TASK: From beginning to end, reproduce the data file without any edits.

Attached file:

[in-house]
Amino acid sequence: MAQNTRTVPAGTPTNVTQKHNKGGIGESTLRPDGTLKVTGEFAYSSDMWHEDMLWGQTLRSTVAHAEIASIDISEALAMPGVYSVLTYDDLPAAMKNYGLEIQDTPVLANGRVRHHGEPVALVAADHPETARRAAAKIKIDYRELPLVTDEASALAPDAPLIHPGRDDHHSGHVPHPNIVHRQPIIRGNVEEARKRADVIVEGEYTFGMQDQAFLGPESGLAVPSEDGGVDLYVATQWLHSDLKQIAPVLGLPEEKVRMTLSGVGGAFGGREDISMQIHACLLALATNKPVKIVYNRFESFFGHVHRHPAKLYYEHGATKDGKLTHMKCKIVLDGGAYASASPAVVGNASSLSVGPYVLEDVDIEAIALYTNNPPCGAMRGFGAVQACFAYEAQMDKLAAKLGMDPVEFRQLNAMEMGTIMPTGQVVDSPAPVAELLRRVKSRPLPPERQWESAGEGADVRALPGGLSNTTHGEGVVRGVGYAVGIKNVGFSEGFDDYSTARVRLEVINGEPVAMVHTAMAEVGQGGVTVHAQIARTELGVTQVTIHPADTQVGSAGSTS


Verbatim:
[in-house]
Amino acid sequence: MAQNTRTVPAGTPTNVTQKHNKGGIGESTLRPDGTLKVTGEFAYSSDMWHEDMLWGQTLRSTVAHAEIASIDISEALAMPGVYSVLTYDDLPAAMKNYGLEIQDTPVLANGRVRHHGEPVALVAADHPETARRAAAKIKIDYRELPLVTDEASALAPDAPLIHPGRDDHHSGHVPHPNIVHRQPIIRGNVEEARKRADVIVEGEYTFGMQDQAFLGPESGLAVPSEDGGVDLYVATQWLHSDLKQIAPVLGLPEEKVRMTLSGVGGAFGGREDISMQIHACLLALATNKPVKIVYNRFESFFGHVHRHPAKLYYEHGATKDGKLTHMKCKIVLDGGAYASASPAVVGNASSLSVGPYVLEDVDIEAIALYTNNPPCGAMRGFGAVQACFAYEAQMDKLAAKLGMDPVEFRQLNAMEMGTIMPTGQVVDSPAPVAELLRRVKSRPLPPERQWESAGEGADVRALPGGLSNTTHGEGVVRGVGYAVGIKNVGFSEGFDDYSTARVRLEVINGEPVAMVHTAMAEVGQGGVTVHAQIARTELGVTQVTIHPADTQVGSAGSTS